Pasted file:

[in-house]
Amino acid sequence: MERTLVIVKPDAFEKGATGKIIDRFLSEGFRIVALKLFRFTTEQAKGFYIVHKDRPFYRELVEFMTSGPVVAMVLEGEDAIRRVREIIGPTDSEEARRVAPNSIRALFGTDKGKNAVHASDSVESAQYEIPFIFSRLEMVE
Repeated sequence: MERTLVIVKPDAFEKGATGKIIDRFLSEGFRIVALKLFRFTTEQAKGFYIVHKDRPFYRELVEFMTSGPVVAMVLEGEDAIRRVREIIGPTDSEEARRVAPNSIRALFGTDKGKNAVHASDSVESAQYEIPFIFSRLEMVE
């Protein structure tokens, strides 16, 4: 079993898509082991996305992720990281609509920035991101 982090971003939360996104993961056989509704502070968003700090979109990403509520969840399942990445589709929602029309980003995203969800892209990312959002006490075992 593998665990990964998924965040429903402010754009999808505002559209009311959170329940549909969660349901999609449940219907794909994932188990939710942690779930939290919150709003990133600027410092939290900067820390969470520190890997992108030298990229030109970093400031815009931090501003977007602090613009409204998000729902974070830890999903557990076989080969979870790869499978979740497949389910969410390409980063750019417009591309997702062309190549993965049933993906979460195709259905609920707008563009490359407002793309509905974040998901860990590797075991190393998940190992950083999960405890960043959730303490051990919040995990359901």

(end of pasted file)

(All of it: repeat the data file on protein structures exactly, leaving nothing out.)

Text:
[in-house]
Amino acid sequence: MERTLVIVKPDAFEKGATGKIIDRFLSEGFRIVALKLFRFTTEQAKGFYIVHKDRPFYRELVEFMTSGPVVAMVLEGEDAIRRVREIIGPTDSEEARRVAPNSIRALFGTDKGKNAVHASDSVESAQYEIPFIFSRLEMVE
Repeated sequence: MERTLVIVKPDAFEKGATGKIIDRFLSEGFRIVALKLFRFTTEQAKGFYIVHKDRPFYRELVEFMTSGPVVAMVLEGEDAIRRVREIIGPTDSEEARRVAPNSIRALFGTDKGKNAVHASDSVESAQYEIPFIFSRLEMVE
């Protein structure tokens, strides 16, 4: 079993898509082991996305992720990281609509920035991101 982090971003939360996104993961056989509704502070968003700090979109990403509520969840399942990445589709929602029309980003995203969800892209990312959002006490075992 593998665990990964998924965040429903402010754009999808505002559209009311959170329940549909969660349901999609449940219907794909994932188990939710942690779930939290919150709003990133600027410092939290900067820390969470520190890997992108030298990229030109970093400031815009931090501003977007602090613009409204998000729902974070830890999903557990076989080969979870790869499978979740497949389910969410390409980063750019417009591309997702062309190549993965049933993906979460195709259905609920707008563009490359407002793309509905974040998901860990590797075991190393998940190992950083999960405890960043959730303490051990919040995990359901």